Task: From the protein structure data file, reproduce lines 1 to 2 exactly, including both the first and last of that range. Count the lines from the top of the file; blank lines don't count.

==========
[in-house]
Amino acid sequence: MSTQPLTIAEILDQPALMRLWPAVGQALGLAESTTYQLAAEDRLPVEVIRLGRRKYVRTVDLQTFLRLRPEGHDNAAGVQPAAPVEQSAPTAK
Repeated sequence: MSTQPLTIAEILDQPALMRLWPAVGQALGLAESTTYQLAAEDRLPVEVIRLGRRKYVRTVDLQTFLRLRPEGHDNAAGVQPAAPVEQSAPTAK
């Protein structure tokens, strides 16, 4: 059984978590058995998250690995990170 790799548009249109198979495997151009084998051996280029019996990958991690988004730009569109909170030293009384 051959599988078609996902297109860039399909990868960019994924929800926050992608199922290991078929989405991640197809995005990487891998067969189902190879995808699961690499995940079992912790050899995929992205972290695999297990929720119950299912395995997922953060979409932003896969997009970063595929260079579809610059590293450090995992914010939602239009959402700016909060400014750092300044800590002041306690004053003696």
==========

[in-house]
Amino acid sequence: MSTQPLTIAEILDQPALMRLWPAVGQALGLAESTTYQLAAEDRLPVEVIRLGRRKYVRTVDLQTFLRLRPEGHDNAAGVQPAAPVEQSAPTAK